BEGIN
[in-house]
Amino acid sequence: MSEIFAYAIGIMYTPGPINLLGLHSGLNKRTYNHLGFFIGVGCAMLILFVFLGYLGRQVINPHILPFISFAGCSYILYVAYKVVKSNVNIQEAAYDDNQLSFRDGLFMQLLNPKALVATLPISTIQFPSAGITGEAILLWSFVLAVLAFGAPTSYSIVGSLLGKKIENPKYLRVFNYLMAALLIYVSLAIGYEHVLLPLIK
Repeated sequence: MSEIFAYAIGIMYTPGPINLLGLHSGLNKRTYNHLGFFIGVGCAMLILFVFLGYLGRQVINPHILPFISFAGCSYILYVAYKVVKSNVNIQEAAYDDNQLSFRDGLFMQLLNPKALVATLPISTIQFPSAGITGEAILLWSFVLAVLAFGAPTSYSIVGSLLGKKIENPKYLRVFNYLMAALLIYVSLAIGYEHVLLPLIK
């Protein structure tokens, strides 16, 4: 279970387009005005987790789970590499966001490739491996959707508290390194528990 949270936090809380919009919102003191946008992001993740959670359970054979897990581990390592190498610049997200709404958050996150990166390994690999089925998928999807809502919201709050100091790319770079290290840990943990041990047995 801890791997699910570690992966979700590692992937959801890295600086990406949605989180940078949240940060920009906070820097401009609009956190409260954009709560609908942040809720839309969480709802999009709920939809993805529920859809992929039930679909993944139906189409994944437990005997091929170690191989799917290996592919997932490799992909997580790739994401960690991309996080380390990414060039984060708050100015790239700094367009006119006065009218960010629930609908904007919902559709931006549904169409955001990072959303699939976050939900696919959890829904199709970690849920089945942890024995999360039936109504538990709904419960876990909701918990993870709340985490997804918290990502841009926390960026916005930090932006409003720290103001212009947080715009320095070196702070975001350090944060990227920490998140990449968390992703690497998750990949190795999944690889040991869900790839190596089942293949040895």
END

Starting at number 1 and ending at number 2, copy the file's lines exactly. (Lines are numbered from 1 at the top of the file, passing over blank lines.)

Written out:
[in-house]
Amino acid sequence: MSEIFAYAIGIMYTPGPINLLGLHSGLNKRTYNHLGFFIGVGCAMLILFVFLGYLGRQVINPHILPFISFAGCSYILYVAYKVVKSNVNIQEAAYDDNQLSFRDGLFMQLLNPKALVATLPISTIQFPSAGITGEAILLWSFVLAVLAFGAPTSYSIVGSLLGKKIENPKYLRVFNYLMAALLIYVSLAIGYEHVLLPLIK